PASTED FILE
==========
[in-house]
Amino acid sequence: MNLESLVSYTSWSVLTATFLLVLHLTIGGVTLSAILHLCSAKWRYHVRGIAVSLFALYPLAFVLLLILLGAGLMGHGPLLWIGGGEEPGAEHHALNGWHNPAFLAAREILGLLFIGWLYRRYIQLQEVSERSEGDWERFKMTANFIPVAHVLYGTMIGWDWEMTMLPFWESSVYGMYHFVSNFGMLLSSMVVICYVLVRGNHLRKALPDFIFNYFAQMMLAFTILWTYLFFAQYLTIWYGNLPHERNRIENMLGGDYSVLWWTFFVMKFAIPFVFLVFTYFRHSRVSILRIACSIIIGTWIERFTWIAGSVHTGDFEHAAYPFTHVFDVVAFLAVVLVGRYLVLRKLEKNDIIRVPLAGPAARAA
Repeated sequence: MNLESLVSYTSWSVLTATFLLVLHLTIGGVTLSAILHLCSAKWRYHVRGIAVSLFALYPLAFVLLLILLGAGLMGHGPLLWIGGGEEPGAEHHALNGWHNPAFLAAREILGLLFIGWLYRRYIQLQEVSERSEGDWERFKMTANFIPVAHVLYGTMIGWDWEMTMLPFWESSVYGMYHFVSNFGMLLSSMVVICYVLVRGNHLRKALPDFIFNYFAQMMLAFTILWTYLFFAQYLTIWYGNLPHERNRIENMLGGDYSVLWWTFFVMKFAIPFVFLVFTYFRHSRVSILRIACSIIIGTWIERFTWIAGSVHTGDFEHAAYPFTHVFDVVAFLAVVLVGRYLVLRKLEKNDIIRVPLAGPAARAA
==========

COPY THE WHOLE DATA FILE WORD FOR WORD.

[in-house]
Amino acid sequence: MNLESLVSYTSWSVLTATFLLVLHLTIGGVTLSAILHLCSAKWRYHVRGIAVSLFALYPLAFVLLLILLGAGLMGHGPLLWIGGGEEPGAEHHALNGWHNPAFLAAREILGLLFIGWLYRRYIQLQEVSERSEGDWERFKMTANFIPVAHVLYGTMIGWDWEMTMLPFWESSVYGMYHFVSNFGMLLSSMVVICYVLVRGNHLRKALPDFIFNYFAQMMLAFTILWTYLFFAQYLTIWYGNLPHERNRIENMLGGDYSVLWWTFFVMKFAIPFVFLVFTYFRHSRVSILRIACSIIIGTWIERFTWIAGSVHTGDFEHAAYPFTHVFDVVAFLAVVLVGRYLVLRKLEKNDIIRVPLAGPAARAA
Repeated sequence: MNLESLVSYTSWSVLTATFLLVLHLTIGGVTLSAILHLCSAKWRYHVRGIAVSLFALYPLAFVLLLILLGAGLMGHGPLLWIGGGEEPGAEHHALNGWHNPAFLAAREILGLLFIGWLYRRYIQLQEVSERSEGDWERFKMTANFIPVAHVLYGTMIGWDWEMTMLPFWESSVYGMYHFVSNFGMLLSSMVVICYVLVRGNHLRKALPDFIFNYFAQMMLAFTILWTYLFFAQYLTIWYGNLPHERNRIENMLGGDYSVLWWTFFVMKFAIPFVFLVFTYFRHSRVSILRIACSIIIGTWIERFTWIAGSVHTGDFEHAAYPFTHVFDVVAFLAVVLVGRYLVLRKLEKNDIIRVPLAGPAARAA